"Avec cette fausse moustache, elle me reconnaîtra ?"

Translation:With this false mustache, will she recognize me?

June 24, 2020

11 Comments
This discussion is locked.


https://www.duolingo.com/profile/merg180701

Fake mustache!


https://www.duolingo.com/profile/tachyonashley123

This is yet another US/UK split, and interestingly, Duo defaults to the more British version this time.

US English has a strong preference for "fake mustache", British English has a similarly strong preference for "false moustache".

This isn't an absolute thing, so you may hear either variant on either side of the Atlantic. Obviously, both are correct.


https://www.duolingo.com/profile/MadameFallang

This leads me to wonder why we (Americans) prefer fake mustache, but false teeth, false advertising, false sense of security, etc. Everytime I think I have pinpointed the difference in useage, I think of another example that contradicts my hypothesis.


https://www.duolingo.com/profile/gin.marta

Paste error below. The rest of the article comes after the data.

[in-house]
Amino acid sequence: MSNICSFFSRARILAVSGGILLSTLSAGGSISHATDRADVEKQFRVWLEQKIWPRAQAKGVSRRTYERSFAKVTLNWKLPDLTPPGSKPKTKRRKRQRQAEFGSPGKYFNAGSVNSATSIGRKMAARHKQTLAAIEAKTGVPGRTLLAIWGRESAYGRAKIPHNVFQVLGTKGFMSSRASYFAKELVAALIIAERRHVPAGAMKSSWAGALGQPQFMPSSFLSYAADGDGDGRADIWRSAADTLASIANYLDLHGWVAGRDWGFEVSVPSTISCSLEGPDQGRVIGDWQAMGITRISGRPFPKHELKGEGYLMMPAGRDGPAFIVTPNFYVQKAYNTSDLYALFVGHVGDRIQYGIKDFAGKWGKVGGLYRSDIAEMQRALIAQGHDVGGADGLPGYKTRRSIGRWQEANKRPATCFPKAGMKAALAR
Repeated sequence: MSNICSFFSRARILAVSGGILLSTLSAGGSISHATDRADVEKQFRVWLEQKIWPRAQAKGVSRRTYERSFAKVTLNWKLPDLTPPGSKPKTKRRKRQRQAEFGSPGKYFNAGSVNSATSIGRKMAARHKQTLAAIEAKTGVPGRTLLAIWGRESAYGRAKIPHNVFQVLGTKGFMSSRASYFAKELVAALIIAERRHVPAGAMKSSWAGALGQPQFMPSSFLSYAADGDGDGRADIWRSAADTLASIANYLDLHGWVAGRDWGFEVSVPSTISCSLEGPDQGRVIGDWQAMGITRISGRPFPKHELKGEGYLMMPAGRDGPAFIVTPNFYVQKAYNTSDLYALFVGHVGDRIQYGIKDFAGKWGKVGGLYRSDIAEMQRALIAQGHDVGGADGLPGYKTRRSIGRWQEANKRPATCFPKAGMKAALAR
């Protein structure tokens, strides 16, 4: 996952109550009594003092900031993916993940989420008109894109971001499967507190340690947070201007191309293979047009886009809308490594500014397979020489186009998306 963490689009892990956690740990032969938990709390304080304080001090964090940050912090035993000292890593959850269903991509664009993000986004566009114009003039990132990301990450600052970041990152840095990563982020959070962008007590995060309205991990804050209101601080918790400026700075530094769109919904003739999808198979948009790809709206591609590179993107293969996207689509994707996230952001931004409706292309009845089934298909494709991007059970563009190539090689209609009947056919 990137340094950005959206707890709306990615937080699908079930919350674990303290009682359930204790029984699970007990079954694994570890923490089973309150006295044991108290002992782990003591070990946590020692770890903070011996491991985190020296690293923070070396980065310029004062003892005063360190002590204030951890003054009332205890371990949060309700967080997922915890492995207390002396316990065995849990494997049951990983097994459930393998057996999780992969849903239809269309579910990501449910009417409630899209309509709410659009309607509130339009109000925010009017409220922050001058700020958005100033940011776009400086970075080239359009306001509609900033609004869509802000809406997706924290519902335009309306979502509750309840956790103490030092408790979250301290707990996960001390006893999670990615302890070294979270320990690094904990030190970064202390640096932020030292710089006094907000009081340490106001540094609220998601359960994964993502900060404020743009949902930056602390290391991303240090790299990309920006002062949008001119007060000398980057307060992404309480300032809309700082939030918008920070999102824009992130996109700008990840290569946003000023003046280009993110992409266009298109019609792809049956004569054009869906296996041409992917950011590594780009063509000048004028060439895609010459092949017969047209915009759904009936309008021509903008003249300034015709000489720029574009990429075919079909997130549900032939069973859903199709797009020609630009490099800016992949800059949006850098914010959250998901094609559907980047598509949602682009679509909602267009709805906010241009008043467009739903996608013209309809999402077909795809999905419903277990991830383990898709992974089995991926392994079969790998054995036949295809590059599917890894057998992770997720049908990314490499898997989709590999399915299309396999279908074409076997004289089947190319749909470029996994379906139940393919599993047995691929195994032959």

Pourquoi pas "moustache fausse"?


https://www.duolingo.com/profile/CinnamonTe1

It seems "faux/fausse" often goes before the noun to mean "fake/false".

Collins dictionary also shows:
fausse joie - misplaced joy (noun)
fausse modestie - false modesty (noun)
fausse note - wrong note (noun)
faux ami - false friend (noun)
faux frère - traitor (noun)

https://forum.wordreference.com/threads/fr-faux-place-de-ladjectif.392226/post-9854795


https://www.duolingo.com/profile/CSA_GW
  • 1800

Good question.

I would say "moustache fausse", because adj before noun means subjective, and after noun means objective. "fake mustache" should be absolutely fake regardless who says.


https://www.duolingo.com/profile/SunilNatraj

false moustache. I would prefer fake moustache (yes I spell moustache differently)


https://www.duolingo.com/profile/waakak

Completely bizarre that Duo not only suggests, but requires "false mustache" lol. People from the UK would say "false moustache" and Americans would say "fake mustache". Literally nobody on Earth would say "false mustache". where did this sentence come from?


https://www.duolingo.com/profile/--Roody--

First, a lot of people on Earth do, in fact, say false mustache. And mustache and moustache are both used in English. Google it if you don't believe me.

Second, Duolingo doesn't "require" a single combination. False, fake, mustache, and moustache are all accepted in any combination.


https://www.duolingo.com/profile/Martyn413385

This is a fair enough literal translation but it's not a form we would generally use outside Duo. We would turn it around: Will she recognise me with this false moustache?

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